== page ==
U.N. Closes In on Choice To Lead Iraq
Shahristani said leading the interim government would be an "extremely difficult job." The caretaker administration, he said, will need to focus primarily on addressing security issues and preparing for national elections in early 2005. "We've been hearing about holding elections for some time now, but we have yet to see any real preparation on the ground," he said.
The interest by U.N. and U.S. envoys in the 62-year-old nuclear scientist reflects their goal of crafting a government with broad legitimacy both at home and with the international community and reaching beyond the 25 men and women appointed to the Governing Council last year, who have failed to win widespread support among Iraqis.
Shahristani, who has a doctorate in nuclear chemistry from the University of Toronto, served as chief scientific adviser to Iraq's atomic energy commission until 1979, when Hussein became president. When he refused to shift from nuclear energy to nuclear weaponry, he was jailed. For most of a decade, he was in Abu Ghraib prison, much of it in solitary confinement. He escaped in 1991 and fled with his wife and three children to Kurdish-controlled northern Iraq and, eventually, Iran, where he worked with Iraqi refugees. He later moved to Britain, where he was a visiting university professor.
But unlike other exiles, Shahristani was not active in opposition parties, choosing instead to focus on humanitarian aid projects. He does, however, have a critical connection: He is close to Grand Ayatollah Ali Sistani, the country's most powerful Shiite cleric, whose support is essential for the viability of an interim government.
Shahristani, who has described himself as an adviser to Sistani, said he has met with the ayatollah several times since the fall of Hussein's government. Shahristani said Sistani has played a "very, very constructive" role in Iraq over the past year. Iraqi officials familiar with Brahimi's mission said Shahristani's lack of political affiliation could be an asset, allowing him to serve as a bridge between various factions.
Shahristani crossed into Iraq two days before Hussein fell to deliver aid to the city of Karbala. Since then, he has divided his time between Karbala and the southern port of Basra, working on humanitarian projects in both places.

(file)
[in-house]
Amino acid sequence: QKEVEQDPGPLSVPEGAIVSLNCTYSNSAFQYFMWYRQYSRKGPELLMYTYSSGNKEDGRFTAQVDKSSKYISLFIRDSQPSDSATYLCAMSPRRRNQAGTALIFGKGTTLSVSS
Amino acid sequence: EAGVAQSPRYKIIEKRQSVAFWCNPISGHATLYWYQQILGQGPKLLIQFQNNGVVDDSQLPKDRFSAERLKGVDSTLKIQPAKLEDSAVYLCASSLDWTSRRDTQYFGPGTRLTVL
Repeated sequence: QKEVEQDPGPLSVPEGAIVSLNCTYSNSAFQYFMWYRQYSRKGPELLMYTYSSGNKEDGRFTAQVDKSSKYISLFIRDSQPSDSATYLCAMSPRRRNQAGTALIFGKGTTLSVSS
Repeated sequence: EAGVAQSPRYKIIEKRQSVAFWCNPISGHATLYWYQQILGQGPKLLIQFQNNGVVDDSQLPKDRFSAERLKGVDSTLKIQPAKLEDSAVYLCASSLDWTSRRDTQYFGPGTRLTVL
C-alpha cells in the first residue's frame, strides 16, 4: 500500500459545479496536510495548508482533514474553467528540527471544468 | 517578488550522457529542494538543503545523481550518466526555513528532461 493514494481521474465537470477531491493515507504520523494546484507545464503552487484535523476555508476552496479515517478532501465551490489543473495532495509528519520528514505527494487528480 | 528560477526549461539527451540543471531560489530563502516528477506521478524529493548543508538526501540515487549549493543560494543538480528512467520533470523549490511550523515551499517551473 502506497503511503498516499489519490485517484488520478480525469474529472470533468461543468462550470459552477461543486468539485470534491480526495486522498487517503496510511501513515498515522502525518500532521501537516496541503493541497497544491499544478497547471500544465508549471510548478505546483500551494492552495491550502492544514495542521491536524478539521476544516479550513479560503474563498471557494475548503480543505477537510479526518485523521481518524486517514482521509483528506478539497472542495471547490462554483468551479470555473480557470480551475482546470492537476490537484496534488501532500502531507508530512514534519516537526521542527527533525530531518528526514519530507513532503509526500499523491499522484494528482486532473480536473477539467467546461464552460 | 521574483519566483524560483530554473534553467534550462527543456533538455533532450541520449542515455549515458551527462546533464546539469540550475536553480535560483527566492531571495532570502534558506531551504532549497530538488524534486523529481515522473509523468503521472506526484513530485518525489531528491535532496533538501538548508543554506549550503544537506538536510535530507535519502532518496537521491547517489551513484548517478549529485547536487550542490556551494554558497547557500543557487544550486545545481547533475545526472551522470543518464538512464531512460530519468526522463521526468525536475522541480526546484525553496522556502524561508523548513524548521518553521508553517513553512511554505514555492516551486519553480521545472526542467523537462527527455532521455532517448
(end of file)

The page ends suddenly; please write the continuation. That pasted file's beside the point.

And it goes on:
"I've been actively working to help the Iraqi people to free themselves from Saddam's tyranny, but I have always concentrated on serving the people and providing them with their basic needs rather than party politics," he said.
Iraqi officials familiar with Brahimi's mission said it was an op-ed piece Shahristani wrote for the April 29 Wall Street Journal that piqued Brahimi's attention. Headlined "Election Fever," the piece criticized the U.S. occupation authority for failing to prepare for elections sooner and for promulgating an interim constitution that was drawn up behind closed doors. He called for the government taking power on June 30 to have limited powers aimed at preparing the country for elections -- a position advocated by Sistani.
Brahimi is now expected to announce the full interim government lineup Tuesday, said the senior administration official in Baghdad. The U.N. and U.S. envoys are still trying to negotiate a compromise with Kurdish leaders, who are demanding that they be given the presidency or premiership.
A senior Kurdish politician, speaking on the condition of anonymity, said the Kurds had been offered two of the four most powerful ministries in exchange for accepting one of the two vice presidential posts, but Kurdish leaders have not decided whether they will accept the proposal. "We're still negotiating," the politician said. "We have not made a decision."
Chandrasekaran reported from Baghdad. Staff writer Colum Lynch contributed to this report from the United Nations.
© 2004 The Washington Post Company